The passage of the 17th amendment to the United States Constitution in 1912 allowed for the popular election of senators (before this United States Senators were elected by the state legislature). To date John O. Pastore is the only Italo-American to serve in the United States Senate from Rhode Island. He was also the first Italo-American to serve in the U.S. Senate. His political career has been distinguished having served as Representative in the state General Assembly, as Lieutenant Governor, Governor and U.S. Senator. First elected to the U.S. Senate in 1950 in a special election to finish the term of J. Howard McGrath, he would go on to win elections for four six year terms before retiring in December 1976. Figure 3 shows a matchbook cover for one of Pastore’s election campaigns.

Rhode Island has had only one Italo-American United States Representative. David Cicilline was elected to office in 2010 as representative to state’s 1st Congressional district and continues to serve in this capacity.

Municipal elections have also produced their share of Italo-American officials. Italo-American mayors have been common in most of the cities and towns of the greater Providence area. Providence’s first such mayor was Vincent “Buddy” Cianci who was first elected to office in 1974. Cianci was Providence’s longest serving mayor having held office from 1975 to 1984 and again from 1991 to 2002. Both Joseph R. Paolino Jr. (1984 – 1991) and David N. Cicilline (2003 – 2011) have served as Providence mayors. North Providence’s very first mayor was Salvatore Mancini, elected in 1974. Upon Mancini’s death in 1994 G. Richard Fossa was elected mayor of North Providence and since 2007 Charles A. Lombardi has been this town’s mayor. Cranston mayors include James DiPrete (1962 – 1971), Edward D. DiPrete (1978 – 1985) and Michael A. Traficanti (1985 – 1999) and Johnston mayors Ralph A. aRusso (1974-1995), Louis Perrotta, William R. Macera and Joseph M. Polisena (2007 – present). In fact all of Johnston’s mayors have been Italo-Americans – not too unusual for this most Italian of Rhode Island’s municipalities where nearly half of all its residents have some Italian ancestry. Woonsocket, the town with the largest Franco-American population in the United States, elected Charles C. Baldelli as mayor in 1985. He served two terms in office. His niece Lisa Baldelli-Hunt is now the current mayor of Woonsocket. Both East Providence and Warwick, the second largest city in Rhode Island, have never had an Italo-American mayor.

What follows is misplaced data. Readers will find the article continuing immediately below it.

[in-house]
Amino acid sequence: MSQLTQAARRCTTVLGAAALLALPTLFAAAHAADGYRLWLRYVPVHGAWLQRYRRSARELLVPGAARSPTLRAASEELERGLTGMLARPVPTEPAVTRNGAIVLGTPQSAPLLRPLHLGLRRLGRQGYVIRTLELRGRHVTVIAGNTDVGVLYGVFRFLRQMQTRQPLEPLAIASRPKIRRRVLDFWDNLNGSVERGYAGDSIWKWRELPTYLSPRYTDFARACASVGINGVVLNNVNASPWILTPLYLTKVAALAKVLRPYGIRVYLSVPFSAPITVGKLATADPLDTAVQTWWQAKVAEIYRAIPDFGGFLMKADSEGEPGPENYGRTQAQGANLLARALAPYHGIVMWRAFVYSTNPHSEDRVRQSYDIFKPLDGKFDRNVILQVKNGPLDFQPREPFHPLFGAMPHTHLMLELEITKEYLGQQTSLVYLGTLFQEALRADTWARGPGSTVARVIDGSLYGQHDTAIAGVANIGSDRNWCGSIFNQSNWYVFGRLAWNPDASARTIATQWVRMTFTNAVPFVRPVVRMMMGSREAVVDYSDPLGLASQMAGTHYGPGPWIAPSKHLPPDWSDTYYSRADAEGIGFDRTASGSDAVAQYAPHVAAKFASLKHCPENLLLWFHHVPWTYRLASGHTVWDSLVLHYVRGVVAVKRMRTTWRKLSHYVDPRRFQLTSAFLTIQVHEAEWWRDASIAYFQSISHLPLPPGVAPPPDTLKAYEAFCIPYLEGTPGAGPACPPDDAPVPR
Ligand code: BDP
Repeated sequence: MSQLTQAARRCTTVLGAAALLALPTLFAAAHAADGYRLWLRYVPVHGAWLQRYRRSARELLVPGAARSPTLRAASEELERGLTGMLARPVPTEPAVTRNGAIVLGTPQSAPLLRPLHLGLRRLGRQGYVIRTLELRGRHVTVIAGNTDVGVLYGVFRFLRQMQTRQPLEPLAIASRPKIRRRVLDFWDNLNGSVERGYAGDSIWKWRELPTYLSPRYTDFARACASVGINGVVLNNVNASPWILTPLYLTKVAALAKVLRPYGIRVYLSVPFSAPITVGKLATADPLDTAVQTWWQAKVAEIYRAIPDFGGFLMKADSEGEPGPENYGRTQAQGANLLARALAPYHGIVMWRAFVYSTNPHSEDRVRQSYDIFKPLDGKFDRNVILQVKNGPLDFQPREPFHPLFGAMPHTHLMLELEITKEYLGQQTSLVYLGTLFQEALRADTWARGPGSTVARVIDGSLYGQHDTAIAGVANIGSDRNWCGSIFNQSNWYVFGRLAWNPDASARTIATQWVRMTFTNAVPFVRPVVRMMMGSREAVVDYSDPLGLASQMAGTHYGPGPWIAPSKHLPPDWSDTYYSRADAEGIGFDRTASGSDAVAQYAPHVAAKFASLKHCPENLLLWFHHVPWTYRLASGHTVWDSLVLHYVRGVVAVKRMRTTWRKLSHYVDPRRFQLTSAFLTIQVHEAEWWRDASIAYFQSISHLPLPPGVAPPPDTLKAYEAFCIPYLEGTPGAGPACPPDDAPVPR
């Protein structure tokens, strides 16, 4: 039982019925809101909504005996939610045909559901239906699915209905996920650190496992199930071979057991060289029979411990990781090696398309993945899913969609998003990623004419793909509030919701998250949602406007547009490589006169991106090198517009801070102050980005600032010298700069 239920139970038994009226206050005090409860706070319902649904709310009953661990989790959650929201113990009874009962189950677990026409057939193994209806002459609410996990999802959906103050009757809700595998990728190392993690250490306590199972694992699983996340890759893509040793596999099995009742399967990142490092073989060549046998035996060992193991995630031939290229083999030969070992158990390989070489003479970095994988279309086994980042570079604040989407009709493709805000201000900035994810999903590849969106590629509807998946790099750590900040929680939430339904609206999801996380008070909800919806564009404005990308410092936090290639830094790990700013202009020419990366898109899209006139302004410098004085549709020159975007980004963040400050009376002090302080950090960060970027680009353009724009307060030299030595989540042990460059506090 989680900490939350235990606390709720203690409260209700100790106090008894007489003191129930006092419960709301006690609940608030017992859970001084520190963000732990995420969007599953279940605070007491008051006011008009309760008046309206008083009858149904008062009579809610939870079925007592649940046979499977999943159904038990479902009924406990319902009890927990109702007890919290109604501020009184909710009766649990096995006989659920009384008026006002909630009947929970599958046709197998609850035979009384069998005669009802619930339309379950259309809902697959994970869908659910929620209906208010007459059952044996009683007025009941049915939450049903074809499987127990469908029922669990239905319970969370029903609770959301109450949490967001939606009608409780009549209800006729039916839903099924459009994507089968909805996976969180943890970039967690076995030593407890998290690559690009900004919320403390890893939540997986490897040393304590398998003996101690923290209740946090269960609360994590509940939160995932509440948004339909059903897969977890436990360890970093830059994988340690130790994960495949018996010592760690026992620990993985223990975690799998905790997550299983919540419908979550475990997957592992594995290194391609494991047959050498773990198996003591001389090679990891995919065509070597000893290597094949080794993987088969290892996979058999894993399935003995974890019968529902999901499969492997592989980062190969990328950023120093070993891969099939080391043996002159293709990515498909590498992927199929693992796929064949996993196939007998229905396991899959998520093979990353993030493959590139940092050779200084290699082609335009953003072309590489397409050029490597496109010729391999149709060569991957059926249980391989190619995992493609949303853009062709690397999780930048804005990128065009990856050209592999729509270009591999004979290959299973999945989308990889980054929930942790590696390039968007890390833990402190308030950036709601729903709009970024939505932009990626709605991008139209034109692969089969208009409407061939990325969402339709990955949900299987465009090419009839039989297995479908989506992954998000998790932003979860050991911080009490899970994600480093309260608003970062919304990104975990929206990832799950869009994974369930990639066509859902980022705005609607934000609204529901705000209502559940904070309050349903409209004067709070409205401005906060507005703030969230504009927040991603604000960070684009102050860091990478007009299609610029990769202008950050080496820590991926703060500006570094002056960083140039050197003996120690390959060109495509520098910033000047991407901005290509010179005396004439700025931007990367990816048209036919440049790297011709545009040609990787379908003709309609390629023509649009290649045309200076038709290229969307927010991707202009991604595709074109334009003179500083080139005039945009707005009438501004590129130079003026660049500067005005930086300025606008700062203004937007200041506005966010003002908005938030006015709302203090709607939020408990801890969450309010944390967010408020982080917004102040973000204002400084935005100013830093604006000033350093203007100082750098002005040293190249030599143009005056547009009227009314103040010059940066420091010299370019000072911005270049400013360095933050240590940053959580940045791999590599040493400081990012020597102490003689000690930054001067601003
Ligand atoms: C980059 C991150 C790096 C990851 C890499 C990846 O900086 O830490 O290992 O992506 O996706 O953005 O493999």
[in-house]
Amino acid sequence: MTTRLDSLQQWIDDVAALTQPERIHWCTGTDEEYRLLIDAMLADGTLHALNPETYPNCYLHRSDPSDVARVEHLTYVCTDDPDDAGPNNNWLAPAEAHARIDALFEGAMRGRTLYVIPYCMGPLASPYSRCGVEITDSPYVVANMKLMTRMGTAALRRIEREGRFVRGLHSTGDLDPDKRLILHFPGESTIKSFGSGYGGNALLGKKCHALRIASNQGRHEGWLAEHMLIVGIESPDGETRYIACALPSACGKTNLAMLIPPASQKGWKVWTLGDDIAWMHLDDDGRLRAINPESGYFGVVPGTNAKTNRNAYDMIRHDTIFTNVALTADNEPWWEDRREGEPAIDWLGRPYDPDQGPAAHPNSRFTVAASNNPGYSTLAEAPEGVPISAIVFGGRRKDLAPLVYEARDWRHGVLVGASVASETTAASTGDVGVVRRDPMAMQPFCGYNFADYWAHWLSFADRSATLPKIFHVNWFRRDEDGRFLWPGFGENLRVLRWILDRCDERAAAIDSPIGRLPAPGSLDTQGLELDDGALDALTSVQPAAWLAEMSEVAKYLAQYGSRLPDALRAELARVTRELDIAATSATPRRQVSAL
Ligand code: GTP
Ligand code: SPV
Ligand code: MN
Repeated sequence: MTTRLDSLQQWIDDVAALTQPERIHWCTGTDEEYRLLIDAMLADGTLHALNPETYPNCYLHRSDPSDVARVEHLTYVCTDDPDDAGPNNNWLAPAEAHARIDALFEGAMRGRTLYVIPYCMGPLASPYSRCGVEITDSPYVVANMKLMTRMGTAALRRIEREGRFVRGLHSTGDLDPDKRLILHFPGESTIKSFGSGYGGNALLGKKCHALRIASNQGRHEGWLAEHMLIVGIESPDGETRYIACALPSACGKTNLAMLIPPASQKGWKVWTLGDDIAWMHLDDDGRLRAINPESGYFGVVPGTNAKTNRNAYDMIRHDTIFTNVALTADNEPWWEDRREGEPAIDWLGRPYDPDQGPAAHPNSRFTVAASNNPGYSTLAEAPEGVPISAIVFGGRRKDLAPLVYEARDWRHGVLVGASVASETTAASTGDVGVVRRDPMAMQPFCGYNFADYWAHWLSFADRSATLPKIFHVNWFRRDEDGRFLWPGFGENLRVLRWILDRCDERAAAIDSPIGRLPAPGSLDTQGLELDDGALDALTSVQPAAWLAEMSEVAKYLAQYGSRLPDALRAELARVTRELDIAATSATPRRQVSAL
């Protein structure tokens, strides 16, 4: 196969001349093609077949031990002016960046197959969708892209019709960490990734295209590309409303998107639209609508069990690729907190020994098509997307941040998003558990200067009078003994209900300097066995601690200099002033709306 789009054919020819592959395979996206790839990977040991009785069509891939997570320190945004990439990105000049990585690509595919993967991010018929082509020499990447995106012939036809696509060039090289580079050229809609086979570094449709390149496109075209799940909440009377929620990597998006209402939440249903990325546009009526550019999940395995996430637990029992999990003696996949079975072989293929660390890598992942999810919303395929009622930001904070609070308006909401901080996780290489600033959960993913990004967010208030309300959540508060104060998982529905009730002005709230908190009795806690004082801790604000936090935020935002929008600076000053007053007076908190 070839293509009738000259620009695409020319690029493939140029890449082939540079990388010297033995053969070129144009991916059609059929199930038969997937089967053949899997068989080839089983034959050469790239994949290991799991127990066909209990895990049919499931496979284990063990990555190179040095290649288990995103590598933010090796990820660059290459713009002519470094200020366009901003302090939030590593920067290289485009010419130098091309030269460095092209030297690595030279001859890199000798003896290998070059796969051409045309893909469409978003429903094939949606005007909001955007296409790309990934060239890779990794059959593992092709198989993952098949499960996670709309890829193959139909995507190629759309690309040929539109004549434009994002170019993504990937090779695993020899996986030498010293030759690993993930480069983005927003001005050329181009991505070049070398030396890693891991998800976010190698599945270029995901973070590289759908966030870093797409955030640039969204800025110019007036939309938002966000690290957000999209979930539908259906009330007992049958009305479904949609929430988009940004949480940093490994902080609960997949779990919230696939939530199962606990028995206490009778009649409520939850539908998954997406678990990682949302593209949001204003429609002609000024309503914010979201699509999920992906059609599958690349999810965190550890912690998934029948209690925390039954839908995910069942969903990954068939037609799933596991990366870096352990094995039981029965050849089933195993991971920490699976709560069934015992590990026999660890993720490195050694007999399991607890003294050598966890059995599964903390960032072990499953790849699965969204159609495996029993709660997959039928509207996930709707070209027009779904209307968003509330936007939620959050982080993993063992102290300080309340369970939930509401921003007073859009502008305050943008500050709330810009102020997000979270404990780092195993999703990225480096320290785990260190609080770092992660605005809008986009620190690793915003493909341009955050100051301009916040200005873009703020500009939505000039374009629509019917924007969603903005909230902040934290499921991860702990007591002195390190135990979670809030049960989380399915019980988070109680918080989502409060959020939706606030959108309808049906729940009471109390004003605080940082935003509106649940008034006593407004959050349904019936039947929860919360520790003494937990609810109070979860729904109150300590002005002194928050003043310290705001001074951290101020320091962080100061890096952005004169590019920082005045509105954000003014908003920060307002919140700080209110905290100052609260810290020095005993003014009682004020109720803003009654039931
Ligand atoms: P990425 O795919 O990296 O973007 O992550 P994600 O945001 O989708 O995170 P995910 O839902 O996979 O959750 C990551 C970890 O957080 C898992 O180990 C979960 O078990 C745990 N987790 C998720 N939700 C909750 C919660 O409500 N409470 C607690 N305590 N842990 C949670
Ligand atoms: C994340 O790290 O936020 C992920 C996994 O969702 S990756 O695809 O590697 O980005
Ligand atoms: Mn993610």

Figure 4: A matchbook cover for one of John O. Pastore’s election campaigns for U.S. Senate (Russell J. DeSimone Collection)

In the more than 120 years since the beginning of the great Italian immigration to the United States much has happened including two world wars and a great depression. During all this time Italo-Americans have made significant and steady progress. In the world of Rhode Island politics Italo-Americans have served in all statewide offices. Through it all Rhode Island’s Italo-American communities have overcome poverty and discrimination. John O. Pastore has become the politician that all Rhode Islanders, including those of non-Italian ancestry, can point to with pride. Pastore was not only the first Italo-American to become Rhode Island governor, he was the first Italo-American governor in the United States; and not only was he Rhode Island’s first Italo-American United States Senator, he was also the first Italo-American Senator in the United States. His quiet dignity, humble beginnings and great oratorical skills made him a popular and respected politician admired by Democrats and Republicans alike. In 1964, at the Democratic National Convention in Atlantic City, Pastore gave the keynote address as all Rhode Islanders looked on with pride, as well as Italo-Americans across the nation. Pastore demonstrated what was good and decent in the Italian heritage and to this day his code of ethics continues to be a beacon for others to follow.

[Banner Image: Figure 1: Providence political handbill printed in Italian (Russell J. DeSimone Collection).]


[1] DePasquale had a strong showing receiving at total of 10,649 votes. Pierce the winner received 13,458 votes while the Prohibition and Socialist Labor candidates received only several hundred votes apiece.

[2] The election night initial count stood at 190,259 votes for Roberts and 190,052 for DelSesto; after the counting of absentee and shut-in ballots the count stood at 194,974 for DelSesto and 194,547 for Roberts. For an in-depth discussion on the 1956 election and it ramifications see: Matthew J. Smith, “The Long Count and Its Legacy: Rhode Island Political Realignment 1956 – 1964,” Rhode Island History 35 (May 1976).